A Senior Moment

A Senior Moment

 This morning I had the wonderful opportunity to lead a group of seniors on a tour of the Energetic Learning Campus (ELC).  This group of seniors stopped at the Pomeroy Sports Centre (PSC) to get some info from the Fort St John visitor information centre. Our ELC is located in the PSC. This group is on a 3-week bus tour to Alaska.  I must say this was the best tour I have lead through the ELC. I have completed well over 50 tours of our campus during the past three years. Some of the tour groups were students, parents, educators, trustees, CEO’s, political figures, town counselors, mayors, etc… This particular tour was so great because of the senior’s ability to show their appreciation in such a sincere way. They absolutely loved the school and showed it in a way only grandparents can. They all clapped at the end, a few personally thanked me by shaking my hand or giving me a hug. One lady held my hand like she was my grandma and told me how she loved my passion. Another lady said I should go on national TV to show all of Canada our school. It really made my day!!!!

This moment rekindled in me, the value of intergenerational relationships. The North American society needs to find ways to bridge the age gap between teens and seniors. The exchange of strength and energy for wisdom and experience between these two groups is just common sense.  This is not a new concept it was the way of our ancestors.  The Industrial Revolution was when our society started to scatter families and eliminate small villages. Since that time in history the connection between families and communities has broken down. At the ELC I would love to spark this teen and senior connection next year by arranging tours in our school with the elderly in Fort St John. I would also like to set up one day each week where seniors join us during our daily physical activity (DPA) in the morning.

There are many problems that have surfaced in our society because of this intergenerational gap. Seniors and teens are prejudice towards each other. Teens see seniors as useless, weak and of no value. The respect for the elderly has been lost. Seniors view all small groups of teens as ‘gangs’ and see the need to call the police on them. The ability to trust teenagers has been lost. The absence of contact between the two groups is evident in the lack of respect they both get in society. Society needs to find ways to establish and build a relationship with these two groups. A positive relationship will allow seniors to be educated about the challenges youth face today and teens to be informed about the aging issues of the elderly.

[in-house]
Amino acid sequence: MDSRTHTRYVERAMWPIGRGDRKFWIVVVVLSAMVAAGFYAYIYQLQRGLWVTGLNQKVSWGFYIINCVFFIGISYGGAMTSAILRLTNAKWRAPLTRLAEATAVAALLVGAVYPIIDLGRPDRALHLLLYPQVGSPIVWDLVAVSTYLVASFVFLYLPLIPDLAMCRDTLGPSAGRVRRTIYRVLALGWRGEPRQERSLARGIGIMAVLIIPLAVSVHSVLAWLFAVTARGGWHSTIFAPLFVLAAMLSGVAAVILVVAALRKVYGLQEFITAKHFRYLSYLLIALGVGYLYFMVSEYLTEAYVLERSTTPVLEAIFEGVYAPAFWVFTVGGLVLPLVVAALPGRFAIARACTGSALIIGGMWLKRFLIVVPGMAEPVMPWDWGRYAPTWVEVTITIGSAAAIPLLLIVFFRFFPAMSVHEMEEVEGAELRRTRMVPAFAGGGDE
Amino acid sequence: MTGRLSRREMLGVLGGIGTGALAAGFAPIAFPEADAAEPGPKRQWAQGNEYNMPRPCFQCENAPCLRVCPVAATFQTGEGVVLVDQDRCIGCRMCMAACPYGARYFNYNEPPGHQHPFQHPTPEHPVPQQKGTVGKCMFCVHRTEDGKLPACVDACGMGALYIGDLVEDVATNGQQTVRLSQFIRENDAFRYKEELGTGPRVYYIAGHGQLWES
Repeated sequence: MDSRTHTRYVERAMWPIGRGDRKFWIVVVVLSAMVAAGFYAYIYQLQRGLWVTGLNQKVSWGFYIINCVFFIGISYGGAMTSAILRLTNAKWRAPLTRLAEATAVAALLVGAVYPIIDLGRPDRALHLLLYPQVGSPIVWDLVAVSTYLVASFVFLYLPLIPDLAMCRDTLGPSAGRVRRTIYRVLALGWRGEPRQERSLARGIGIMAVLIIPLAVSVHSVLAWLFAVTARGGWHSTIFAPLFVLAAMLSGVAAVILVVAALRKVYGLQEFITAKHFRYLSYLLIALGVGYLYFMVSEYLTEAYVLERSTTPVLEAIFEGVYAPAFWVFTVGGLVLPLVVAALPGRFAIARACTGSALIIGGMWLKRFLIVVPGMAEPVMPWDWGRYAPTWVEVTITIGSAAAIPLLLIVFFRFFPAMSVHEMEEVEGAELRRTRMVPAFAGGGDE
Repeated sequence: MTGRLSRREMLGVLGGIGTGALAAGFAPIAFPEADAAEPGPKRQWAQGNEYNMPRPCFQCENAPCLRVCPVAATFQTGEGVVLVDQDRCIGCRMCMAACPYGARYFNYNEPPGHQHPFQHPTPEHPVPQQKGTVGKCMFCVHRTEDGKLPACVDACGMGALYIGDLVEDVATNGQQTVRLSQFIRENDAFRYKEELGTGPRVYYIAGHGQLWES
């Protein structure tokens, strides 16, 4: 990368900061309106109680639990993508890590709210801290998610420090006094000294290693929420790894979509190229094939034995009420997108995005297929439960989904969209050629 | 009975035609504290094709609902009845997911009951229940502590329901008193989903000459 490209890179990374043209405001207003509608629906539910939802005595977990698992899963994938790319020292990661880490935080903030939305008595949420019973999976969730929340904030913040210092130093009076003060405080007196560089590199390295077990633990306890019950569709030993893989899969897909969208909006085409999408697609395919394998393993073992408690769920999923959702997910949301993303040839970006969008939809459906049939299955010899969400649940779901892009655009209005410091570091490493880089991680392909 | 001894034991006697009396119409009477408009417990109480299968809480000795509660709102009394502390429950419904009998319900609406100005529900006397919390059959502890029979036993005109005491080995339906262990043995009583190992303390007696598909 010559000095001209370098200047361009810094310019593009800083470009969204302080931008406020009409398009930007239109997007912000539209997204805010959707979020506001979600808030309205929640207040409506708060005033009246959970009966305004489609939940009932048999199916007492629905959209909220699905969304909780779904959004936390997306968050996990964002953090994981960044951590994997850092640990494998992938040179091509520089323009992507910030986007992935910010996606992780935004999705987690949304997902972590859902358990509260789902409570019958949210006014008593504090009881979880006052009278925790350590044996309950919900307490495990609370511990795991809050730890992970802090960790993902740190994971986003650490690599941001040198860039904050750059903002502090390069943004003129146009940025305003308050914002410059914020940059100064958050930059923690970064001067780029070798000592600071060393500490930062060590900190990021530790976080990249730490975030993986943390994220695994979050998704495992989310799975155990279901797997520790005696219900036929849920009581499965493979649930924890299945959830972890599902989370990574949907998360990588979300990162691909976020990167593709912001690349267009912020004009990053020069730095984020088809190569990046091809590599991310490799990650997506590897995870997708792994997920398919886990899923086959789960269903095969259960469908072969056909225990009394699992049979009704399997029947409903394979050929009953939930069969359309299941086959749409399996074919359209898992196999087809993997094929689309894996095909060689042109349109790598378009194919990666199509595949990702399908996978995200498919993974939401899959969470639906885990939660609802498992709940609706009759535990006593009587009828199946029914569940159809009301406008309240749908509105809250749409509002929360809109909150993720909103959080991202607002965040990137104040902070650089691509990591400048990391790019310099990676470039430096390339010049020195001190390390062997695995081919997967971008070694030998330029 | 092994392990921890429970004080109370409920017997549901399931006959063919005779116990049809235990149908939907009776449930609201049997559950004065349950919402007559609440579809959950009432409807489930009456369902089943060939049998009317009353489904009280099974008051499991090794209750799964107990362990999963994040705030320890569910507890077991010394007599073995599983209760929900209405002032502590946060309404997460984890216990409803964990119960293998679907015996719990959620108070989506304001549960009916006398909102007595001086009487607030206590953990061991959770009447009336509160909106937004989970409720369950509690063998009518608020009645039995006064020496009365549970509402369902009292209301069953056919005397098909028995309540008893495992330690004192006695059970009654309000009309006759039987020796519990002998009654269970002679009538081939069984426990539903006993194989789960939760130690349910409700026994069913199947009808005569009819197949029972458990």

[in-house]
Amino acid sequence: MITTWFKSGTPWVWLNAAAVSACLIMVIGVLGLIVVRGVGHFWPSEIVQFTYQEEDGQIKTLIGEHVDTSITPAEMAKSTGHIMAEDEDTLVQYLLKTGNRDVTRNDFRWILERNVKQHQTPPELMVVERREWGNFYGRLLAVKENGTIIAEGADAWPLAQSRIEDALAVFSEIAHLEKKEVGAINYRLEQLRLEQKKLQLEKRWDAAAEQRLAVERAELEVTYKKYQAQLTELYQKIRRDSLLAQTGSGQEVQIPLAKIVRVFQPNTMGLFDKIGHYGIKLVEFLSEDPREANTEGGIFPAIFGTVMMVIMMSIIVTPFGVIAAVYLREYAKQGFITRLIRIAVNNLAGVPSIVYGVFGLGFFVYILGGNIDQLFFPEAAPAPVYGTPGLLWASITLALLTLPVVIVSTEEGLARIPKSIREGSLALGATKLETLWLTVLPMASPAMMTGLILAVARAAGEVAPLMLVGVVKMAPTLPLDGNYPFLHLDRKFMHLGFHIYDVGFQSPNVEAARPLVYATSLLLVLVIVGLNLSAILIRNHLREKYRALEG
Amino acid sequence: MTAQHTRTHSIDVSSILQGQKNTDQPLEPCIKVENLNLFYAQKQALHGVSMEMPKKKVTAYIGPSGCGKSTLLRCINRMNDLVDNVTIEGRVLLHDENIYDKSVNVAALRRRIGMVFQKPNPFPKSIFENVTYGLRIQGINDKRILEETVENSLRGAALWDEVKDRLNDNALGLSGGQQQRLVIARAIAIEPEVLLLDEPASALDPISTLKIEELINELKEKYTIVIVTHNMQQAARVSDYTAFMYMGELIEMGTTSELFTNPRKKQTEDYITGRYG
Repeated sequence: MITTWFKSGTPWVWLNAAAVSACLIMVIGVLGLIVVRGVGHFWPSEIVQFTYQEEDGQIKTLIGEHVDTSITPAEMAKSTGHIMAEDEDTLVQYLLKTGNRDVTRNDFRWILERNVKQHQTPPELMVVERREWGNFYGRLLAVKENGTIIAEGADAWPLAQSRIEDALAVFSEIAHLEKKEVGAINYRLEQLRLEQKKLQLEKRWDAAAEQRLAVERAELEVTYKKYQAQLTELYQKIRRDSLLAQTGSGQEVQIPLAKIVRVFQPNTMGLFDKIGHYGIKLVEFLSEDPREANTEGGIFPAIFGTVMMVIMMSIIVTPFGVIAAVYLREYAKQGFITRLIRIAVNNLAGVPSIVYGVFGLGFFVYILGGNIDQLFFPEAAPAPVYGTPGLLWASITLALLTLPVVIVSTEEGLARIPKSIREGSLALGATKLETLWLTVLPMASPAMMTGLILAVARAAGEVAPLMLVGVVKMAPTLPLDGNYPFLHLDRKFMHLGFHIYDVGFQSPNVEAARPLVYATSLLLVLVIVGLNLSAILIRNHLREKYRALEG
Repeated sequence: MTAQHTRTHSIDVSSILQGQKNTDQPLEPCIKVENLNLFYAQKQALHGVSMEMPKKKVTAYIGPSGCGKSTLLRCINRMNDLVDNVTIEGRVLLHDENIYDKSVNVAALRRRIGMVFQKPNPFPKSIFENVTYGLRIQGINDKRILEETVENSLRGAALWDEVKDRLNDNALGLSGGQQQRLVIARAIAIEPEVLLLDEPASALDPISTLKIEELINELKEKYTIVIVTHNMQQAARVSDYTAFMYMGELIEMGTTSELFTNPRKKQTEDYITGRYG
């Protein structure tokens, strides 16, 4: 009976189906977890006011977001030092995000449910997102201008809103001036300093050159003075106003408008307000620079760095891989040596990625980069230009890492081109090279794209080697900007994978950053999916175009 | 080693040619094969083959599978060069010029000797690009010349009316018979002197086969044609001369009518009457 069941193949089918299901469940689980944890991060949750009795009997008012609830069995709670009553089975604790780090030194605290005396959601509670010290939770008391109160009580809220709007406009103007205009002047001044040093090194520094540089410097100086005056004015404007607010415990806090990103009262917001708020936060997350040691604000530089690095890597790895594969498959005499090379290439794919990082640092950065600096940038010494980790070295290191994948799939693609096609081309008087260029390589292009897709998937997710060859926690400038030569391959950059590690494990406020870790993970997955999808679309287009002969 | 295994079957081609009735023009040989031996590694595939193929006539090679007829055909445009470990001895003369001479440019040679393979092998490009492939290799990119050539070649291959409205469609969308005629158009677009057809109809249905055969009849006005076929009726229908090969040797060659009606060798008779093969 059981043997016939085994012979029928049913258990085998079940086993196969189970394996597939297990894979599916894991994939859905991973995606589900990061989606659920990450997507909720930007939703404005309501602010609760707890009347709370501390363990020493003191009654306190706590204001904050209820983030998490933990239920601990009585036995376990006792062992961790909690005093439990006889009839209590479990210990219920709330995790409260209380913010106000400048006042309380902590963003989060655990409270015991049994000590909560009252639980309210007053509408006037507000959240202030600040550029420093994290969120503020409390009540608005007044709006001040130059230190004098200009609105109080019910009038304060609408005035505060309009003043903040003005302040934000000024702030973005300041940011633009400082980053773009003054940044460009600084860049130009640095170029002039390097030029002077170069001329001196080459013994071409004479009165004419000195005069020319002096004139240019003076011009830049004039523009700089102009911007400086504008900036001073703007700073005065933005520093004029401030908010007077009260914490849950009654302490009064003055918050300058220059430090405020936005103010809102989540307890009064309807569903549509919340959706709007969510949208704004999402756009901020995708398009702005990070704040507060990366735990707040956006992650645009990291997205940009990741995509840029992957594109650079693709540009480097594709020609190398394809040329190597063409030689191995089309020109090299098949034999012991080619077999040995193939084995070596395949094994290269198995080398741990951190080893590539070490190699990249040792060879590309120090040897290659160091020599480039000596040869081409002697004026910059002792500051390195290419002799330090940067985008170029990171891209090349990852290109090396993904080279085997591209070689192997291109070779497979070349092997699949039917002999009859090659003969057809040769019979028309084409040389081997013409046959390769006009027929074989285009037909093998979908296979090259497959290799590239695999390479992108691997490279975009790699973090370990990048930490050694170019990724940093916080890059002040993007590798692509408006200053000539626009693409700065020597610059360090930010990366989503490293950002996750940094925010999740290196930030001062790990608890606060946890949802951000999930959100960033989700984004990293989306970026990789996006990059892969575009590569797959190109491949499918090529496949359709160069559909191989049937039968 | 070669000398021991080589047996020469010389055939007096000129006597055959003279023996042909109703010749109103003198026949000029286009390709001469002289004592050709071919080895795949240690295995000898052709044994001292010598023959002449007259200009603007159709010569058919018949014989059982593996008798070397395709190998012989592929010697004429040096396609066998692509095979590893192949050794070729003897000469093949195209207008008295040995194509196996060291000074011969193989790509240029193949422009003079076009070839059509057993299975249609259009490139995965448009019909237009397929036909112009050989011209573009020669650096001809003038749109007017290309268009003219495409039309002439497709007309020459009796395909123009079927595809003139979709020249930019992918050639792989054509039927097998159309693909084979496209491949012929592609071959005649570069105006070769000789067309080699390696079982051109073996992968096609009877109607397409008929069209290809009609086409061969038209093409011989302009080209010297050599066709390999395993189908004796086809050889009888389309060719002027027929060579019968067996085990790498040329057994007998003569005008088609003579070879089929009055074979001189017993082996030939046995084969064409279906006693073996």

A well-established connection that fosters positive relationships between seniors and teens can only be helpful to the people involved and society in general.

Some benefits for teens could be:

  1. –       improvement in confidence and self-esteem
  2. –       improved community responsibility and citizenship
  3. –       knowledge of the psychological and physiological aspects of aging
  4. –       create caring relationships (feel satisfied and rewarded for brightening a               senior’s life)

Some of the benefits for the seniors could be:

  1. –       relief from isolation and depression (something to look forward to)
  2. –       validation of being able to help the youth, our next generation
  3. –       receiving the joys of conversation, touch and entertainment
  4. –       receiving regular contact with another individual
  5. –       create caring relationships (feel satisfied for brightening a teenager’s life)

This morning I gained some self-esteem and confidence in what we are doing here at the ELC.  I felt very satisfied to be able to brighten this group’s day. I was also deeply rewarded with the feeling of joy through communication and the gentle touch of a senior.  I am turning 49 soon and over the past 2 years I have had very little contact with the elderly as my grandparents have passed and my parents live on the other side of the country. If a man at 49 can gain so much from this brief encounter then imagine how our teens and seniors will benefit. We need to rethink how and where we build schools and senior care homes in the future.  If we can somehow combine them, then I am sure it will make our ancestors smile.  I sincerely hope, this wise group of seniors, experience the trip of a lifetime in Alaska. Thanks you so much for coming into my life and our school!


Sheldon Steele


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